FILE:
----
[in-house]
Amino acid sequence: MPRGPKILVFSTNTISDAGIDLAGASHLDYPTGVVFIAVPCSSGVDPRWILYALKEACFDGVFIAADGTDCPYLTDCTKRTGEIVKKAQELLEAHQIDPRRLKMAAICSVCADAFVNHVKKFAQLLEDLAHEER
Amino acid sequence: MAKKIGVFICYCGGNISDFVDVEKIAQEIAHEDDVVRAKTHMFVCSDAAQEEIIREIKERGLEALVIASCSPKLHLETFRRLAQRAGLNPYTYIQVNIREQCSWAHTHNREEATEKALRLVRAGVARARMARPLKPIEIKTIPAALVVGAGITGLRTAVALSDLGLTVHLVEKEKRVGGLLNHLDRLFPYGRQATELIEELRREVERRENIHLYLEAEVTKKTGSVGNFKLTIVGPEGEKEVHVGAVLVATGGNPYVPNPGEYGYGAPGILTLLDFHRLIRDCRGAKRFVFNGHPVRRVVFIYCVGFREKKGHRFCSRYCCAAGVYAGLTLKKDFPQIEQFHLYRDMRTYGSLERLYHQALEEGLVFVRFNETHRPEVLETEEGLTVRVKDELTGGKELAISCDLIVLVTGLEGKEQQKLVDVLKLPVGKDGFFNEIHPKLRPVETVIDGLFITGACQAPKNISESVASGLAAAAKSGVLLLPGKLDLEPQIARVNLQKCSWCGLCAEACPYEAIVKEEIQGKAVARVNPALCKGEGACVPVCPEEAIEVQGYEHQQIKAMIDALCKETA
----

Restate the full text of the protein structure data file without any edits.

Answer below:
[in-house]
Amino acid sequence: MPRGPKILVFSTNTISDAGIDLAGASHLDYPTGVVFIAVPCSSGVDPRWILYALKEACFDGVFIAADGTDCPYLTDCTKRTGEIVKKAQELLEAHQIDPRRLKMAAICSVCADAFVNHVKKFAQLLEDLAHEER
Amino acid sequence: MAKKIGVFICYCGGNISDFVDVEKIAQEIAHEDDVVRAKTHMFVCSDAAQEEIIREIKERGLEALVIASCSPKLHLETFRRLAQRAGLNPYTYIQVNIREQCSWAHTHNREEATEKALRLVRAGVARARMARPLKPIEIKTIPAALVVGAGITGLRTAVALSDLGLTVHLVEKEKRVGGLLNHLDRLFPYGRQATELIEELRREVERRENIHLYLEAEVTKKTGSVGNFKLTIVGPEGEKEVHVGAVLVATGGNPYVPNPGEYGYGAPGILTLLDFHRLIRDCRGAKRFVFNGHPVRRVVFIYCVGFREKKGHRFCSRYCCAAGVYAGLTLKKDFPQIEQFHLYRDMRTYGSLERLYHQALEEGLVFVRFNETHRPEVLETEEGLTVRVKDELTGGKELAISCDLIVLVTGLEGKEQQKLVDVLKLPVGKDGFFNEIHPKLRPVETVIDGLFITGACQAPKNISESVASGLAAAAKSGVLLLPGKLDLEPQIARVNLQKCSWCGLCAEACPYEAIVKEEIQGKAVARVNPALCKGEGACVPVCPEEAIEVQGYEHQQIKAMIDALCKETA